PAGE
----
Winters can be tough. The weather is cold and dark. The days are short. Our moods can often mirror what we see outside. I know I have been feeling like I am in a funk and I want to get out of it! My students have been in a funk too. They haven’t seemed as happy and have been bickering with each other, which I have never seen. I knew something needed to change, for all of us.
So I decided to add something new to our routine to help improve their Math Fact memorization and to re-spark some interest in their studies. My school bought a subscription to Rocket Math and I read over the teacher instructions to devise a strategy to introduce this new program successfully. While reading, I got super excited about the program and blurted out to my students that we would be starting something new with Math Facts soon. And they got excited too!
They were all set to go: routines had been established, goals had been set and pencils had been sharpened. When the one minute test was done not a single student had passed. As soon as I discovered this I knew I needed to frame what I said next the right way or my students would give up on Rocket Math because it was “too hard” for them.
Luckily I had been reading “Mindset” by Carol Dweck at this time so I had some lines to fall back on. I said something like, “I know this is hard for you right now, but if you continue to practice hard and take this seriously every day you will be able to pass!” Every single time we practice we talk about how practice and hard work are essential to getting closer to our goals. I think it is because of this that my students are still loving Rocket Math and give it great effort every day.
One young man in my class is struggling to make it to the next level on his Rocket Math tests, he has taken the same test 4 times but not once has he said, “I can’t do this” or “I am not smart enough for this.” Instead he asked to stay after school to get in some extra practice with me. I don’t think this would have happened if we had been talking about how easy it was to do simple addition (we are talking +1 here), or if I had told them something like, “better luck next time.” Since we embraced the fact that to get better you have to work hard, he wanted to put in the work in order to get better. I loved this moment.
I’m telling this story because if you are a teacher, a parent, grandparent, care provider, if you work on a team or you are working toward a personal goal of any sort, you know how important it is to always be on your game. One slip up and you could have even more hard work in front of you as you try to remedy the bad habits or attitudes that have sprouted up like little weeds.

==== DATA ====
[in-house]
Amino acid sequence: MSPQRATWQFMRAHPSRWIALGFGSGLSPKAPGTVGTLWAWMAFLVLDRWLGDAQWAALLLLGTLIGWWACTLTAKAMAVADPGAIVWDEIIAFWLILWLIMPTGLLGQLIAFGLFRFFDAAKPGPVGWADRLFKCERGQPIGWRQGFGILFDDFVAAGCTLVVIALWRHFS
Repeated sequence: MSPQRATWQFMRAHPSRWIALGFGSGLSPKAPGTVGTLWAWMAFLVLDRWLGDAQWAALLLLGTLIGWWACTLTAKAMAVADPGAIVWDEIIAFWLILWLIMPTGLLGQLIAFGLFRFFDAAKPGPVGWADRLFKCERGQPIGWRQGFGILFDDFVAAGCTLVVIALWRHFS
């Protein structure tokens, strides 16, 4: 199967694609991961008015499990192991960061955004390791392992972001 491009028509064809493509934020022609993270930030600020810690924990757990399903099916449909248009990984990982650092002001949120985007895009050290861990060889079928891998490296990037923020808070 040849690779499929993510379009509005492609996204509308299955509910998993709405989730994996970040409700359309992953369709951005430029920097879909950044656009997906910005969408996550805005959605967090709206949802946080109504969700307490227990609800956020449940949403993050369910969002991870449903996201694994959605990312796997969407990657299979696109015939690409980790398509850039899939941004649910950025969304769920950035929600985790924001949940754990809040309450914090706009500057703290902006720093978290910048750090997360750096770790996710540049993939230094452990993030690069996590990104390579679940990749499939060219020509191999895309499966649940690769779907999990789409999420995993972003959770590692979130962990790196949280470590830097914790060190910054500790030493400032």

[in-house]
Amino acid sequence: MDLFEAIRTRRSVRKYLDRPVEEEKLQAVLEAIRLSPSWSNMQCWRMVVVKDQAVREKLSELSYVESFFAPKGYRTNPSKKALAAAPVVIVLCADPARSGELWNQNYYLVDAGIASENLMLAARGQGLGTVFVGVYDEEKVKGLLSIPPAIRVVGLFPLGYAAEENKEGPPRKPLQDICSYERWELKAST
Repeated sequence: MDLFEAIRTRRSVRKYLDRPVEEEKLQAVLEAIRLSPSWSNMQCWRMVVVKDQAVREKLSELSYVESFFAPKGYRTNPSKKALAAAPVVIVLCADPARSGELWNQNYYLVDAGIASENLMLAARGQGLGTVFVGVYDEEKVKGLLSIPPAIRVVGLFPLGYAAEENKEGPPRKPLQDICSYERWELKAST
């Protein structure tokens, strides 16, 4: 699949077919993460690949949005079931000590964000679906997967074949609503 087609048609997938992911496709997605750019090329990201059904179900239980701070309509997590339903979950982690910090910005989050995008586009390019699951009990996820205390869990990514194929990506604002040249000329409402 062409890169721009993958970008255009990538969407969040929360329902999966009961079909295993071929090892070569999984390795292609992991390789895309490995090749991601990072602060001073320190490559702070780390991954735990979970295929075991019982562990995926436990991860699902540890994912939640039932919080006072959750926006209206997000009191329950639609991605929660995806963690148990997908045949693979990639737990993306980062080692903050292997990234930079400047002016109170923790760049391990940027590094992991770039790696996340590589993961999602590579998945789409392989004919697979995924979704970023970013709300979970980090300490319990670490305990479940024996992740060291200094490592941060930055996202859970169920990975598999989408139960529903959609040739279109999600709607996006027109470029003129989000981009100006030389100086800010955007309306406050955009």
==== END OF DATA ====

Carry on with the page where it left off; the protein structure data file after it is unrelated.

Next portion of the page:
But it is hard work to always think in terms of growth and even harder to monitor everything you say and do; including the way you compliment/correct your students, children, grandchildren, team members or yourself. So this blog is a reminder to you (and me!) that even in the dreary, dull winter we have to remember that even well-intended routines can get dull. Everyone, especially kids, can forget the reasons they are doing whatever it is you have asked them to do. Failure in any form is hard to accept if we don’t welcome challenges into our lives and teach others to welcome them too.
So as the days get a little longer, and the air a little warmer try to remember to praise the effort a student makes, not make a judgement about how smart they are. A judging comment, even a positive one like “Wow! You passed that test, you are so smart!” can create a self concept that is impossible to always live up to. The next time they don’t pass or do as well on a test they could think they are no longer “smart” and that is not something you want them to go on thinking. If a child gives you a picture they colored don’t comment on the talent level with, “you are so good at drawing.” try something like, “I see you used a lot of blue, tell me about that.” or “It looks like you really thought this out, I see a great level of detail on the snail’s shell.”
This seems easy but it takes mindfulness. It is so easy to praise things in a way that makes people internalize them as fixed traits. I am so guilty of this and really needed a reminder that my observations can shape self concepts for years to come. I want to make sure my students love learning for learning, not for the grades. I want to make sure my students feel valued in the classroom for the real things they bring to it, like their perseverance and humility. I needed this reminder and know there are others out there that probably need it too.
Until next time,
I love you more than math facts and routines,